Week 1: What is Childhood? Childhood & School in Kenya

What is Childhood?

This video, “Now it’s me as their elder: After a Mother’s Death, a Struggle to Finish School in Kenya,” was found on the PBS NewsHour YouTube channel, an evening news program that is broadcast on PBS. According to PBS.org, their documentary series “Time for School” has followed children from different countries since 2003 to document their experiences with school as they grow up.

Following 11 years of Joab Onyando’s life in 9 short minutes, this video starts with a young Joab in 2003 expressing his hope to become an engineer, and ends with him as a 21-year-old receiving his last chance to attend school and achieve that same dream. Living in Kenya, Joab explained that “when the government introduced free primary school, it was like every child wanted to join school.” The documentary goes on to describe how more than a million children rushed to take part in school for the first time, excited and hopeful to create a better future for themselves.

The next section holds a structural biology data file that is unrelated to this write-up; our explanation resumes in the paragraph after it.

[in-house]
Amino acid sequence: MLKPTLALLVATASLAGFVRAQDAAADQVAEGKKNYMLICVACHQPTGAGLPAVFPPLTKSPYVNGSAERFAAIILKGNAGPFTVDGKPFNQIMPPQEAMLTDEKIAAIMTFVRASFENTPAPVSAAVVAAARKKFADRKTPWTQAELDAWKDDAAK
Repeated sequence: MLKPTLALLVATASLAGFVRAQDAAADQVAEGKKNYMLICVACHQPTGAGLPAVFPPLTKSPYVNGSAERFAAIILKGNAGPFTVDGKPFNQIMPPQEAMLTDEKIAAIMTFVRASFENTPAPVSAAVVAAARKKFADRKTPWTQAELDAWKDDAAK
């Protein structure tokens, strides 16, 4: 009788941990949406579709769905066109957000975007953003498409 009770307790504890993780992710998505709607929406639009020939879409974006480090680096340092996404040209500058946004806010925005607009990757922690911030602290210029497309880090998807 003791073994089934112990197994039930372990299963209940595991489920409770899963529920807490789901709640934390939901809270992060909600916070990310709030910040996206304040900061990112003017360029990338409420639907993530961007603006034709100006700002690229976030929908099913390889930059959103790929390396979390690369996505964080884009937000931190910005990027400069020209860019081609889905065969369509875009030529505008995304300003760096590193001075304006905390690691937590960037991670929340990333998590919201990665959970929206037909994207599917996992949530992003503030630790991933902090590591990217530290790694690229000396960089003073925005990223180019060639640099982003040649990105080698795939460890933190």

In the neighborhood slums of Kenya, it seems as though school is the only way for a child to maintain their childhood, at least in part. Children, as this documentary illustrates, are dreamers and doers; they have dreams for their futures, especially their chosen careers, and when school finally became available to them, they were excited to go, learn and do what they had to to become what they dreamed. If they don’t attend school, however, or drop out, there seems to be no other option for them, as was the case for Joab. So, in the slums of Kenya, it seems as though attending school lets kids maintain their childhood of dreams, as in the case of Joab’s brother, whereas not attending school means poverty and the harsh realities of adulthood.


REFERENCES:

PBS NewsHour (2015, September 19). Now it’s me as their elder: After a mother’s death, a struggle to finish school in Kenya [Video file]. Available at https://www.youtube.com/watch?v=Xv4xS5-Fz8M

 

Advertisements

Leave a Reply

Fill in your details below or click an icon to log in:

WordPress.com Logo

You are commenting using your WordPress.com account. Log Out /  Change )

Google+ photo

You are commenting using your Google+ account. Log Out /  Change )

Twitter picture

You are commenting using your Twitter account. Log Out /  Change )

Facebook photo

You are commenting using your Facebook account. Log Out /  Change )

Connecting to %s